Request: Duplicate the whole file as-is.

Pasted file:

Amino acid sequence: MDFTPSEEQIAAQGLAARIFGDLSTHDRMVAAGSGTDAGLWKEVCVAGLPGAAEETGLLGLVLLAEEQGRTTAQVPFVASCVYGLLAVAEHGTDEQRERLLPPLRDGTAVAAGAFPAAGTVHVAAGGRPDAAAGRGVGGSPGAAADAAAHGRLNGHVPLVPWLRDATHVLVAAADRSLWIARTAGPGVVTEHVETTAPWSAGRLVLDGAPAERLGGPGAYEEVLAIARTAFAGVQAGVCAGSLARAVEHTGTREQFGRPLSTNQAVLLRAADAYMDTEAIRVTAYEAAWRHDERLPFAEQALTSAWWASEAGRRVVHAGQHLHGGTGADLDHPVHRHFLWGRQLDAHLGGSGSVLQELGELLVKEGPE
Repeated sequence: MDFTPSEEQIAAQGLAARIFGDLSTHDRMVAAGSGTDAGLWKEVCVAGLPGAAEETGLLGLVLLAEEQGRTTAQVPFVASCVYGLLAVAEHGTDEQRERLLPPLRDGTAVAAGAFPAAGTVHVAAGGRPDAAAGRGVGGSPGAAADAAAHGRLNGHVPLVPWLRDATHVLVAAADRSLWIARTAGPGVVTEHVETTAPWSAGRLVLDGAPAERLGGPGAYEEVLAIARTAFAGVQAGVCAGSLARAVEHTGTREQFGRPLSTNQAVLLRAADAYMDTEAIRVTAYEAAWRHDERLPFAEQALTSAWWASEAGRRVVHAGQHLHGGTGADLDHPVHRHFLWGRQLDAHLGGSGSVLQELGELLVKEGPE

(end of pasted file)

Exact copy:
Amino acid sequence: MDFTPSEEQIAAQGLAARIFGDLSTHDRMVAAGSGTDAGLWKEVCVAGLPGAAEETGLLGLVLLAEEQGRTTAQVPFVASCVYGLLAVAEHGTDEQRERLLPPLRDGTAVAAGAFPAAGTVHVAAGGRPDAAAGRGVGGSPGAAADAAAHGRLNGHVPLVPWLRDATHVLVAAADRSLWIARTAGPGVVTEHVETTAPWSAGRLVLDGAPAERLGGPGAYEEVLAIARTAFAGVQAGVCAGSLARAVEHTGTREQFGRPLSTNQAVLLRAADAYMDTEAIRVTAYEAAWRHDERLPFAEQALTSAWWASEAGRRVVHAGQHLHGGTGADLDHPVHRHFLWGRQLDAHLGGSGSVLQELGELLVKEGPE
Repeated sequence: MDFTPSEEQIAAQGLAARIFGDLSTHDRMVAAGSGTDAGLWKEVCVAGLPGAAEETGLLGLVLLAEEQGRTTAQVPFVASCVYGLLAVAEHGTDEQRERLLPPLRDGTAVAAGAFPAAGTVHVAAGGRPDAAAGRGVGGSPGAAADAAAHGRLNGHVPLVPWLRDATHVLVAAADRSLWIARTAGPGVVTEHVETTAPWSAGRLVLDGAPAERLGGPGAYEEVLAIARTAFAGVQAGVCAGSLARAVEHTGTREQFGRPLSTNQAVLLRAADAYMDTEAIRVTAYEAAWRHDERLPFAEQALTSAWWASEAGRRVVHAGQHLHGGTGADLDHPVHRHFLWGRQLDAHLGGSGSVLQELGELLVKEGPE